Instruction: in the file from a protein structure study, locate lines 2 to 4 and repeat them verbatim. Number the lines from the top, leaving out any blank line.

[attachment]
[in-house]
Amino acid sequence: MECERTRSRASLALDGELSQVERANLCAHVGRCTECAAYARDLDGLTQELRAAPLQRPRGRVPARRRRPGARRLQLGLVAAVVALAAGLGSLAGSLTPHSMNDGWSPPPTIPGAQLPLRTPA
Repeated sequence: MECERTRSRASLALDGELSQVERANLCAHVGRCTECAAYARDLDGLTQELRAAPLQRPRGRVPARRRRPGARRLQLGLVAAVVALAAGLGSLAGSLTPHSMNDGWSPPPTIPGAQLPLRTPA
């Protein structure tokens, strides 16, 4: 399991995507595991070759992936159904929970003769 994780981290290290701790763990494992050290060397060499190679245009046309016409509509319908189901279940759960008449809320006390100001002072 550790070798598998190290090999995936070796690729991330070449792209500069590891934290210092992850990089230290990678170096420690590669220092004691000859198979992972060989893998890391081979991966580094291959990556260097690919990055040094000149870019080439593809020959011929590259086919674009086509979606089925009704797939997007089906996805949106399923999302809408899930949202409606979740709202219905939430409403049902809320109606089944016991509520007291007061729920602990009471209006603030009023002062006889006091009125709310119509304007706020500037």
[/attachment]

Amino acid sequence: MECERTRSRASLALDGELSQVERANLCAHVGRCTECAAYARDLDGLTQELRAAPLQRPRGRVPARRRRPGARRLQLGLVAAVVALAAGLGSLAGSLTPHSMNDGWSPPPTIPGAQLPLRTPA
Repeated sequence: MECERTRSRASLALDGELSQVERANLCAHVGRCTECAAYARDLDGLTQELRAAPLQRPRGRVPARRRRPGARRLQLGLVAAVVALAAGLGSLAGSLTPHSMNDGWSPPPTIPGAQLPLRTPA
């Protein structure tokens, strides 16, 4: 399991995507595991070759992936159904929970003769 994780981290290290701790763990494992050290060397060499190679245009046309016409509509319908189901279940759960008449809320006390100001002072 550790070798598998190290090999995936070796690729991330070449792209500069590891934290210092992850990089230290990678170096420690590669220092004691000859198979992972060989893998890391081979991966580094291959990556260097690919990055040094000149870019080439593809020959011929590259086919674009086509979606089925009704797939997007089906996805949106399923999302809408899930949202409606979740709202219905939430409403049902809320109606089944016991509520007291007061729920602990009471209006603030009023002062006889006091009125709310119509304007706020500037």